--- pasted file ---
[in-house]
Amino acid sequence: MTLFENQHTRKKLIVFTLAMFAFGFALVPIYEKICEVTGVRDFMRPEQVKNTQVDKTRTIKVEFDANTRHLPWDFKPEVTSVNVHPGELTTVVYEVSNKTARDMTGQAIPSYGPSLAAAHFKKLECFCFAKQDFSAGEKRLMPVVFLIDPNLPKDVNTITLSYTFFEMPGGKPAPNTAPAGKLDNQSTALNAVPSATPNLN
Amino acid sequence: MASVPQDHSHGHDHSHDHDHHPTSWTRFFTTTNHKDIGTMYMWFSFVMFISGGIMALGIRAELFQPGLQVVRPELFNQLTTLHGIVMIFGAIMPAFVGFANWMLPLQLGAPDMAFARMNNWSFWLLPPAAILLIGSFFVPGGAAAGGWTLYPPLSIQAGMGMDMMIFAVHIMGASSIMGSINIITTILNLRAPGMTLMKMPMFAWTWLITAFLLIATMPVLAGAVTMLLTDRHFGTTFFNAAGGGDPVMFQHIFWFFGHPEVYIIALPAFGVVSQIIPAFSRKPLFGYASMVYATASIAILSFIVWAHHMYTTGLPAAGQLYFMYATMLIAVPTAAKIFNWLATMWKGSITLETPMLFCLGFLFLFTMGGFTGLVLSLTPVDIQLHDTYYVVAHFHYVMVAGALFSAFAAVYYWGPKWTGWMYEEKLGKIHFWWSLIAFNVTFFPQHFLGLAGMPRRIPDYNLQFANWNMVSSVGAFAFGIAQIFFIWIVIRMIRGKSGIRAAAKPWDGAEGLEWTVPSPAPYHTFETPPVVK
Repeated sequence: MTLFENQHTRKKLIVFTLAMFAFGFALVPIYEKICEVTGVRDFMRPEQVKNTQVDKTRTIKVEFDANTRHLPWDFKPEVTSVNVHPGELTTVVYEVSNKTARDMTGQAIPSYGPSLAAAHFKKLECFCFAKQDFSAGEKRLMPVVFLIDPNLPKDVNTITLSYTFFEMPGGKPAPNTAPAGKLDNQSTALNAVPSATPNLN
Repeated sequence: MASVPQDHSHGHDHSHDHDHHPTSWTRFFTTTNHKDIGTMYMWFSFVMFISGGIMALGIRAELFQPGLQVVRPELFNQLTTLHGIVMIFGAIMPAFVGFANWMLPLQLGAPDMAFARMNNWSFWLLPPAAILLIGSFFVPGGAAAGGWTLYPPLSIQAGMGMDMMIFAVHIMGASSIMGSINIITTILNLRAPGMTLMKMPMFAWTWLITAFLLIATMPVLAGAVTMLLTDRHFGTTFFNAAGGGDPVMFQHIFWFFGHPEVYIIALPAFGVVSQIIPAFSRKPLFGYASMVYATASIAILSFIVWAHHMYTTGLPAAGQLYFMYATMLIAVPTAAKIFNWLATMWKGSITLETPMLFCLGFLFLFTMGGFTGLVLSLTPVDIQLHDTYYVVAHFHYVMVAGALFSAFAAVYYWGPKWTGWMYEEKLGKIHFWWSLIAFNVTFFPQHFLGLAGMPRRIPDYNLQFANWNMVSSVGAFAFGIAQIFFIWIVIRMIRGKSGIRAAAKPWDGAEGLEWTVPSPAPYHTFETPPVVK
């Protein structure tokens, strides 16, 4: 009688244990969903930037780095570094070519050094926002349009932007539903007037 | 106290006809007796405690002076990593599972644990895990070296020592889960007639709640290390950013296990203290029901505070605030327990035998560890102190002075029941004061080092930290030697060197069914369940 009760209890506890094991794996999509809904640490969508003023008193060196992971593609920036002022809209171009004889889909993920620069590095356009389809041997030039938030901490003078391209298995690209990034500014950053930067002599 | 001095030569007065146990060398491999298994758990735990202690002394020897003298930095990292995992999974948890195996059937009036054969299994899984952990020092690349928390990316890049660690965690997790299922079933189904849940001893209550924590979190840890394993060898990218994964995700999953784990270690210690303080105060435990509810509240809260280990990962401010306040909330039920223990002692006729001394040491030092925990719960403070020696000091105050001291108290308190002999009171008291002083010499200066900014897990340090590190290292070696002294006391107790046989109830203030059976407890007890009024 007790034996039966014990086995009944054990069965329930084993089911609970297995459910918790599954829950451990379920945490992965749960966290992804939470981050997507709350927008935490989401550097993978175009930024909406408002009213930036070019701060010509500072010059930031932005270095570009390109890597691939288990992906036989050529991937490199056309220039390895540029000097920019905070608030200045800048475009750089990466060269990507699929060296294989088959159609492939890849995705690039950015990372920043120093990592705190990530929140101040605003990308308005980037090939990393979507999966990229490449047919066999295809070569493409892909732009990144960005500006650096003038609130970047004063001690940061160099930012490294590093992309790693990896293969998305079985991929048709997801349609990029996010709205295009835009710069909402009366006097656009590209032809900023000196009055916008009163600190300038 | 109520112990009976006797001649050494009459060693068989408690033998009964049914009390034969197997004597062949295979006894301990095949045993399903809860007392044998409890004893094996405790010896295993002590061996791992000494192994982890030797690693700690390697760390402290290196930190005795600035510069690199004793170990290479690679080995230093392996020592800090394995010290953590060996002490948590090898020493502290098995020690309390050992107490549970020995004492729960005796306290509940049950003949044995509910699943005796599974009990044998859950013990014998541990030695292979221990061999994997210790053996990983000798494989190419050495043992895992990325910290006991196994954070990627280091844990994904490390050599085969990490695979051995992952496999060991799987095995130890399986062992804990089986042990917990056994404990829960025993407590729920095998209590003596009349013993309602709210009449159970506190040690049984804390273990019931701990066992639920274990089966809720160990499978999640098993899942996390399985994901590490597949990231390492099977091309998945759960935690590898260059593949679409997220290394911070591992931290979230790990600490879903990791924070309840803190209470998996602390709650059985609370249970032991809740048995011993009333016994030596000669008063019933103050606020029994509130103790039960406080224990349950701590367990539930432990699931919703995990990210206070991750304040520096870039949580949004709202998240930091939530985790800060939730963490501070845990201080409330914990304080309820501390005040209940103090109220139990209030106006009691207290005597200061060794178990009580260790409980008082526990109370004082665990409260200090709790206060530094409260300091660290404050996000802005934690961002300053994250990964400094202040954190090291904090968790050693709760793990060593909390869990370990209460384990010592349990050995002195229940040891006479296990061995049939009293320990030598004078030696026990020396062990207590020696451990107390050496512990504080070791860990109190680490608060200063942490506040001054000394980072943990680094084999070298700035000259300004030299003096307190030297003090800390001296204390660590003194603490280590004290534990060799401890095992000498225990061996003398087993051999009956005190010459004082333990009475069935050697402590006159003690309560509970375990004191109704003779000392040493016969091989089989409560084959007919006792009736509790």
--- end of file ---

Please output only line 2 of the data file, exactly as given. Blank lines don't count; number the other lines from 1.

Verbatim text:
Amino acid sequence: MTLFENQHTRKKLIVFTLAMFAFGFALVPIYEKICEVTGVRDFMRPEQVKNTQVDKTRTIKVEFDANTRHLPWDFKPEVTSVNVHPGELTTVVYEVSNKTARDMTGQAIPSYGPSLAAAHFKKLECFCFAKQDFSAGEKRLMPVVFLIDPNLPKDVNTITLSYTFFEMPGGKPAPNTAPAGKLDNQSTALNAVPSATPNLN